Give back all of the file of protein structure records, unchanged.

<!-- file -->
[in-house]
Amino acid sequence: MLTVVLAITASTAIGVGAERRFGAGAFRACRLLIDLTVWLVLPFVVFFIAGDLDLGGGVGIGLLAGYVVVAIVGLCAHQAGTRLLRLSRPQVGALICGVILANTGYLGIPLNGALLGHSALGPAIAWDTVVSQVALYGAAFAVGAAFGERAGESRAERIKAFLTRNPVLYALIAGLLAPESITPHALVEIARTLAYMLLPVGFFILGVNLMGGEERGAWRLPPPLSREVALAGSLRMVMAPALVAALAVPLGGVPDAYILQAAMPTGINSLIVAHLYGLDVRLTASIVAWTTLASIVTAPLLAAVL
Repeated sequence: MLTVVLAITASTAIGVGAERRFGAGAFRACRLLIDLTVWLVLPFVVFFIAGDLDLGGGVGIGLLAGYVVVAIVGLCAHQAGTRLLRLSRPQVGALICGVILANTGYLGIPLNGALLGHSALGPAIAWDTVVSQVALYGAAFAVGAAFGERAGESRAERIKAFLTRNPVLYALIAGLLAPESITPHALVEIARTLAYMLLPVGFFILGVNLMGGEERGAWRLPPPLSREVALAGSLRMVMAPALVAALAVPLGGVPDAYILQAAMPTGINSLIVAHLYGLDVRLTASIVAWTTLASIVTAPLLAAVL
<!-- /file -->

[in-house]
Amino acid sequence: MLTVVLAITASTAIGVGAERRFGAGAFRACRLLIDLTVWLVLPFVVFFIAGDLDLGGGVGIGLLAGYVVVAIVGLCAHQAGTRLLRLSRPQVGALICGVILANTGYLGIPLNGALLGHSALGPAIAWDTVVSQVALYGAAFAVGAAFGERAGESRAERIKAFLTRNPVLYALIAGLLAPESITPHALVEIARTLAYMLLPVGFFILGVNLMGGEERGAWRLPPPLSREVALAGSLRMVMAPALVAALAVPLGGVPDAYILQAAMPTGINSLIVAHLYGLDVRLTASIVAWTTLASIVTAPLLAAVL
Repeated sequence: MLTVVLAITASTAIGVGAERRFGAGAFRACRLLIDLTVWLVLPFVVFFIAGDLDLGGGVGIGLLAGYVVVAIVGLCAHQAGTRLLRLSRPQVGALICGVILANTGYLGIPLNGALLGHSALGPAIAWDTVVSQVALYGAAFAVGAAFGERAGESRAERIKAFLTRNPVLYALIAGLLAPESITPHALVEIARTLAYMLLPVGFFILGVNLMGGEERGAWRLPPPLSREVALAGSLRMVMAPALVAALAVPLGGVPDAYILQAAMPTGINSLIVAHLYGLDVRLTASIVAWTTLASIVTAPLLAAVL